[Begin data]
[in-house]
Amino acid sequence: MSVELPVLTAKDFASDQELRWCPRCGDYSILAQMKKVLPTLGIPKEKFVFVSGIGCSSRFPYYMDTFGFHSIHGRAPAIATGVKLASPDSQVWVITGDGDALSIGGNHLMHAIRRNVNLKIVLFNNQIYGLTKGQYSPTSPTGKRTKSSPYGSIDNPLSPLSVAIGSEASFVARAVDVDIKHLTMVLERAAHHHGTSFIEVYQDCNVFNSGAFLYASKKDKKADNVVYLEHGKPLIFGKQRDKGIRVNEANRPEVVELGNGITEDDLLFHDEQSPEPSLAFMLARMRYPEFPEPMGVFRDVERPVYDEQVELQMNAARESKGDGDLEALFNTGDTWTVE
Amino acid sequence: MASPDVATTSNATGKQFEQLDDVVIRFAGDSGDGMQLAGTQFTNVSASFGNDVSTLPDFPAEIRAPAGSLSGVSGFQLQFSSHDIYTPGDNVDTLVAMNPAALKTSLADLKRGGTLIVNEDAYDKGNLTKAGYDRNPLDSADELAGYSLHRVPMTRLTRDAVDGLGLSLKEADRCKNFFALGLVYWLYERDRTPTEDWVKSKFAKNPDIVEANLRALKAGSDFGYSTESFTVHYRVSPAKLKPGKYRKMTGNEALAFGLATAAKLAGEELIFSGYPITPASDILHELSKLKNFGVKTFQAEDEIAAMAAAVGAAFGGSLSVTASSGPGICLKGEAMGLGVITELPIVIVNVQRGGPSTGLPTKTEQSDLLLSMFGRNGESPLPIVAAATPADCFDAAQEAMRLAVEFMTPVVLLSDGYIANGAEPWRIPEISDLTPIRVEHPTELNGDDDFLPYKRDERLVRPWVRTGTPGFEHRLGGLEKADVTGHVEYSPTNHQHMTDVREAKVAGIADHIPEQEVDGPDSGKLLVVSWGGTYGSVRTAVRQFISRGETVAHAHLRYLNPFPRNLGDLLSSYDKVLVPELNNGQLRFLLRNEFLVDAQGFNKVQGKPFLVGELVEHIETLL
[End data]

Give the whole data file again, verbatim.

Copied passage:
[in-house]
Amino acid sequence: MSVELPVLTAKDFASDQELRWCPRCGDYSILAQMKKVLPTLGIPKEKFVFVSGIGCSSRFPYYMDTFGFHSIHGRAPAIATGVKLASPDSQVWVITGDGDALSIGGNHLMHAIRRNVNLKIVLFNNQIYGLTKGQYSPTSPTGKRTKSSPYGSIDNPLSPLSVAIGSEASFVARAVDVDIKHLTMVLERAAHHHGTSFIEVYQDCNVFNSGAFLYASKKDKKADNVVYLEHGKPLIFGKQRDKGIRVNEANRPEVVELGNGITEDDLLFHDEQSPEPSLAFMLARMRYPEFPEPMGVFRDVERPVYDEQVELQMNAARESKGDGDLEALFNTGDTWTVE
Amino acid sequence: MASPDVATTSNATGKQFEQLDDVVIRFAGDSGDGMQLAGTQFTNVSASFGNDVSTLPDFPAEIRAPAGSLSGVSGFQLQFSSHDIYTPGDNVDTLVAMNPAALKTSLADLKRGGTLIVNEDAYDKGNLTKAGYDRNPLDSADELAGYSLHRVPMTRLTRDAVDGLGLSLKEADRCKNFFALGLVYWLYERDRTPTEDWVKSKFAKNPDIVEANLRALKAGSDFGYSTESFTVHYRVSPAKLKPGKYRKMTGNEALAFGLATAAKLAGEELIFSGYPITPASDILHELSKLKNFGVKTFQAEDEIAAMAAAVGAAFGGSLSVTASSGPGICLKGEAMGLGVITELPIVIVNVQRGGPSTGLPTKTEQSDLLLSMFGRNGESPLPIVAAATPADCFDAAQEAMRLAVEFMTPVVLLSDGYIANGAEPWRIPEISDLTPIRVEHPTELNGDDDFLPYKRDERLVRPWVRTGTPGFEHRLGGLEKADVTGHVEYSPTNHQHMTDVREAKVAGIADHIPEQEVDGPDSGKLLVVSWGGTYGSVRTAVRQFISRGETVAHAHLRYLNPFPRNLGDLLSSYDKVLVPELNNGQLRFLLRNEFLVDAQGFNKVQGKPFLVGELVEHIETLL